The platform comes with a powerful API (application programme interface) portal, which allows upstream and downstream government users, and anyone else that the LGA specifies, to get automatic, machine-readable access to the underlying data to power their own apps or services


Data Zetu has adopted a user-centric design approach to working with the LGA. This means that its tools team (led by Code for Tanzania) has used an iterative development process, consisting of:

  • User interviews and on-site systems analysis in Kyela LGA, obtaining detailed specifications from Musa and his team, as well as from a physical inspection of existing data systems, management systems, etc, along with a skills assessment of the LGA staff;
  • Developing a minimum viable prototype (MVP) survey tool on ODK and data management platform on CKAN for the LGA, for robust testing and feedback by Musa and his team;
  • Iterative improvements to the MVP, along with additional feedback from Data Zetu’s partners at the dLAB and stakeholders in national government.

This—like all prototyping approaches—was not a straightforward or linear process. For instance, Musa initially insisted on custom-built technologies that his internal team could easily maintain and expand with their current skillsets. It quickly, however, became apparent that such bespoke tools would be incompatible with the existing subnational and national data ecosystem which uses CKAN as its minimum benchmark. Musa’s concerns about hosting costs (for the more complex CKAN) and technology skills were both addressed via hosted (cloud-based) solutions, removing the burden of operating costs and maintenance from Kyela. Adoption of CKAN also encourages interoperability with TODI and dLAB, which will help Musa enforce data standards to reduce the “data chaos” and lack of data sharing that Kyela identified as key problems.

Parallel to the tools’ development phase, Musa and his colleagues at the Kyela LGA have participated in trainings facilitated by Data Zetu and the dLAB. This includes a week-long workshop focused on basic data skills in May, and on-site mentoring in Kyela by Data Fellows in October. These activities are referenced in a separate Data Use Story developed jointly with dLab.

Outcomes and Impact

Although the digital tools that Data Zetu developed in cooperation with Musa have yet to be deployed, there are early indicators suggesting that the data skills trainings are playing a role in fostering better data use in the Kyela LGA. This is important, because technologies to improve data management are only impactful if their users perceive value in using that data to inform their decisions.

In that respect, we are seeing progress. In trainings delivered to stakeholders including representatives of the Kyela LGA, over 70% of participants of trainings report positive change in their ability to engage with data. Perhaps more importantly, 60% reported a positive change in perceived value of data, suggesting that the role that data can play in local decision-making is viewed as more important and useful to those local decision-makers. As the digital tools for data collection and management roll out, making data more accurate and accessible to data operatives within the Kyela LGA, we anticipate that these numbers will increase.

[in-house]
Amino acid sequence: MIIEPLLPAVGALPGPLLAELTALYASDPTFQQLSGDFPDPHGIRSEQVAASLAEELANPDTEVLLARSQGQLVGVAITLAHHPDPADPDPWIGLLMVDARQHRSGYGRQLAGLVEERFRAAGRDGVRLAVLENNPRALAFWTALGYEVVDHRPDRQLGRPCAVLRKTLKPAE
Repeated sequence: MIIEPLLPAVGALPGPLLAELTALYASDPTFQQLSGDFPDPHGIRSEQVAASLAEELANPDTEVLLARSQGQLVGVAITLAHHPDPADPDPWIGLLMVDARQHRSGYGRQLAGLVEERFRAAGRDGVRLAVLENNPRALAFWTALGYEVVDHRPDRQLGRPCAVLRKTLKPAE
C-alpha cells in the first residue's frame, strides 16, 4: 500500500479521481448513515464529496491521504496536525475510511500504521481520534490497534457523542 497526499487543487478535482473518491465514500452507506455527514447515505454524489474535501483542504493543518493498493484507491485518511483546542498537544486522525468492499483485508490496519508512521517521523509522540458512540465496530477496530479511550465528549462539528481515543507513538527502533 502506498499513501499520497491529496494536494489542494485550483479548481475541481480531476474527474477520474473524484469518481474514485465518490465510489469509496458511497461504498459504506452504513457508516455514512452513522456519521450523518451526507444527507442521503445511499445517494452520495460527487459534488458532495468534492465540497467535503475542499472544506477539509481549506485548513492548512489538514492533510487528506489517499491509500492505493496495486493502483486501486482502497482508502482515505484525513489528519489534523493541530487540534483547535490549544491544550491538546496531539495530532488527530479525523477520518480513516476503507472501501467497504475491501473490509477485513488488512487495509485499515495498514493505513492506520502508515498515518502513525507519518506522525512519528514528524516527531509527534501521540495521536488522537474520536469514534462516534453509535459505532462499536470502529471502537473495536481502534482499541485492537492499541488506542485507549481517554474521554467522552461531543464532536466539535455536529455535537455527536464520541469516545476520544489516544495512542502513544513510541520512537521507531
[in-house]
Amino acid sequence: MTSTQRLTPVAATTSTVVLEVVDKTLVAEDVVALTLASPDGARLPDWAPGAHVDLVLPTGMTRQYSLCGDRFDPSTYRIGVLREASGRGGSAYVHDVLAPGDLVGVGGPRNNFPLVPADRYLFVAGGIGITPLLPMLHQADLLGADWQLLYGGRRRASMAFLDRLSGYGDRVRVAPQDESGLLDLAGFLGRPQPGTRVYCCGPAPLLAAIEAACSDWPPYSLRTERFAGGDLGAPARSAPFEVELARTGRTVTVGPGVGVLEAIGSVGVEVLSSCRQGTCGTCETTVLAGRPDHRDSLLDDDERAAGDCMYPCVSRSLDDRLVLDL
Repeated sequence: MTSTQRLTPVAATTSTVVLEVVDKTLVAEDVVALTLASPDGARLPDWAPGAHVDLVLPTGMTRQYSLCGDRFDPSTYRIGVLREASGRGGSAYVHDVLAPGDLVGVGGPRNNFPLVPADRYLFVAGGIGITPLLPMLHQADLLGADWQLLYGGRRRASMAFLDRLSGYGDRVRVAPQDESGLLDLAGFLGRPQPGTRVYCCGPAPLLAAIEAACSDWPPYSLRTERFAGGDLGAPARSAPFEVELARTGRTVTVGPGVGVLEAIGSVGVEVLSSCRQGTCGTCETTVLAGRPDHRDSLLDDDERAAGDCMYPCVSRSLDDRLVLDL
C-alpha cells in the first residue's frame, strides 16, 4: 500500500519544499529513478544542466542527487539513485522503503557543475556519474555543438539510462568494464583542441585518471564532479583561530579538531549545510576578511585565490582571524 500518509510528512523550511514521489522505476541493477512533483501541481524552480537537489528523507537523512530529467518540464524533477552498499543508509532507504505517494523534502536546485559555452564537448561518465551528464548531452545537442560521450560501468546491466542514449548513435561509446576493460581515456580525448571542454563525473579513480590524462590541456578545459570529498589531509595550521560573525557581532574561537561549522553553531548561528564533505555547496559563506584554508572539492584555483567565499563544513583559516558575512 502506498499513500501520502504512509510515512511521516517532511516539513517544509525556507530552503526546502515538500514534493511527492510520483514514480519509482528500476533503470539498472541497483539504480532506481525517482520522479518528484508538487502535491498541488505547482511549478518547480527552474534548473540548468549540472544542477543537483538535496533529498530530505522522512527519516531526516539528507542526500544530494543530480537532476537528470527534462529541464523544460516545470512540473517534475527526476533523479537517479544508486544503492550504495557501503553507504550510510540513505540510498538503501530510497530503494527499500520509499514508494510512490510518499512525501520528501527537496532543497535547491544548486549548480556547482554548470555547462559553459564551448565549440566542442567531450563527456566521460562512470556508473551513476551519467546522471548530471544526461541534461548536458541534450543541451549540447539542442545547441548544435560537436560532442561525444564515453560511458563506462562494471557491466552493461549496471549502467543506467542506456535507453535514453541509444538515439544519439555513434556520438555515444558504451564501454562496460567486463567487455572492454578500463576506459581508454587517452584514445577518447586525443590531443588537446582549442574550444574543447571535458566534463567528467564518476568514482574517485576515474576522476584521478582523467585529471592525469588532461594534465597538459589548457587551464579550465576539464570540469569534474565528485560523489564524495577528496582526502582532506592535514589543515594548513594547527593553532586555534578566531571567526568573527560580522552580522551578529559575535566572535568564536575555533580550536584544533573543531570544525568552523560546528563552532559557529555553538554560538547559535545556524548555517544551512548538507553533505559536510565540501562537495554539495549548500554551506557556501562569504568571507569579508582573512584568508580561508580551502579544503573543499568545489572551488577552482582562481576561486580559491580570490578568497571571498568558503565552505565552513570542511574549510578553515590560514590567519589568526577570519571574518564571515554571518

The job is not nearly done, however. More trainings are planned, and more technologies can be developed to support the LGA’s objectives. Musa has for instance proposed other potential solutions. He told us: “As a District Director, I need a dashboard of data for all the wards [in my jurisdiction], to save time and help me make informed decisions or proposals on time. It will also help us on accountability.” This may pave the way for a roadmap of even more sustained engagement with Musa’s team over time.

“As a District Director, I need a dashboard of data for all the wards [in my jurisdiction], to save time and help me make informed decisions or proposals on time. It will also help us on accountability.”

For more information, contact


Key Collaborators

Code for Tanzania, an implementing partner of Data Zetu, uses data to give citizens hyper-local and hyper-personal information to make better informed decisions about bread & butter issues. Code for Tanzania is driving the technology development and training with Musa’s team.

Code for Africa is a federation of autonomous country-based digital innovation organizations including Code for Tanzania. Code for Africa provided substantial contributions to this data use story, strategic support, software engineering support and website hosting.

Kyela District Council is located in southwest Tanzania and is a PEPFAR DREAMS district. The close collaboration with Musa Mgata, the District Executive Director of Kyela Local Government Authority, made this possible.

Data Zetu aims to empower communities to make better, more evidence-based decisions to improve their lives. Through partnerships and collaborations with local communities, Data Zetu works with stakeholders to build skills and develop digital and offline tools that make information accessible to everyone.